At least if you know the type is gone forever, you can designate a lectotype. But it takes time to find any duplicates in other herbaria, since one of them should be designated the type if the holotype is gone, or to be sure that there are no extant duplicates so you have to select an appropriate specimen as the lectotype.
I think that I speak for the Aroid community in saying that we are thankful that professor Croat does not take this approach. He publishes new species in nearly every issue of Aroideana, and if he waited until he had a comprehensive work, they would likely still be undescribed.
On the other hand, it is legitimate for the author to wait until he/she is comfortable with the full picture. Describing a new species and being told later that it is a junior synonym of an obscure old name is something we DO prefer to avoid.
Simply because the whole business if neither simple nor easy . This a good summary:
Aside: Better not anticipate new scientific names in a “non-publication”…
I recall a case where a new subspecies of lizard had been described in an unpublished work, maybe a thesis, and it included a proposed scientific name. The new description was in the works for formal publication when someone else prepared and published a dichotomous key to the lizards in that genus and used that new name, with a description of the taxon’s characteristics, presumably taken from the unpublished document. Unintentionally, the author of that key became the describer of that subspecies … the original researcher got scooped.
In another case, two authors inadvertently scooped themselves by describing a new snake in a magazine prior to the formal description in a biological journal.
My flippant comment will not get picked up by the relevant biologist?
Reminds me of a case where a National Geographic article was timed to come out a little after a spectacular fossil was described. The technical article got delayed, though, so the author of the Nat’l Geo article became the author of the name.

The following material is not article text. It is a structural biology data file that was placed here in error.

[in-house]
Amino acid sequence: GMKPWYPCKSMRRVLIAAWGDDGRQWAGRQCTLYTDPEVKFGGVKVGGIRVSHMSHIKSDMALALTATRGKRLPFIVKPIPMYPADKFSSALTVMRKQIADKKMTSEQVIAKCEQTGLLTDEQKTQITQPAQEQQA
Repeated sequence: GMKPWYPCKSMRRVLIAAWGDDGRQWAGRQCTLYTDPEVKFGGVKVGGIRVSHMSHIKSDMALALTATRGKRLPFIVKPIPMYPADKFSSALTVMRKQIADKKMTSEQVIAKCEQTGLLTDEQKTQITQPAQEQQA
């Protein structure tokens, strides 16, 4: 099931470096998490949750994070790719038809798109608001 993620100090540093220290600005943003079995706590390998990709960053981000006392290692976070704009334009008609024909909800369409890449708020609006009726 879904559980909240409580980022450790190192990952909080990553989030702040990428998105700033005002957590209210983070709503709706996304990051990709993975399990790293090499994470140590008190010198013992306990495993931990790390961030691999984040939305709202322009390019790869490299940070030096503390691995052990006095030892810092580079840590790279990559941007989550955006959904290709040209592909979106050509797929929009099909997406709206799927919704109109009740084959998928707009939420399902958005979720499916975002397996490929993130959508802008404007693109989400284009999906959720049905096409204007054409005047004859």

describing a species takes time, many researchers are either too occupied or do not have time to describe all the specimens they have already collected. Others wait to have multiple of the same genera and publish it in a review of that genera and describe multiple at a time, most of the time though its simply just the researchers do not have time or do not get to the new species they have in their collections.
or the researcher that’s been sitting on them for 15 years (“I’m going to write them up one day”) dies, and management looses funding and wants to use the space and sends all his stuff to the tip.
I found myself being appointed custodian of a collection that nobody actually knew where it was. When I tracked them down, that’s exactly what had happened. I was in charge of a project for which all the specimens and records had been destroyed.
Type specimens destroyed?
It’s not that unusual for a biologist to leave behind large amounts of unpublished data in notebooks or data sheets that their successor can’t figure out or use. We all think we have time to wrap up all our pet projects. Sad but I’ve seen this myself; my office has files of data left by my predecessors. The older I get the less inclined I am to tackle anything that might take many years to complete.
That is why I hope somebody else just discovers the same thing and describes it faster, I’m sorry, but if you need decades to describe a thing, you deserved it. It can be something rare and in need of reserve to be set up around, but also can totally die out or be replaced with buildings because one old guy decided it’s not his first priority, of it’s so far on the lost, you shouldn’t be doing it at all.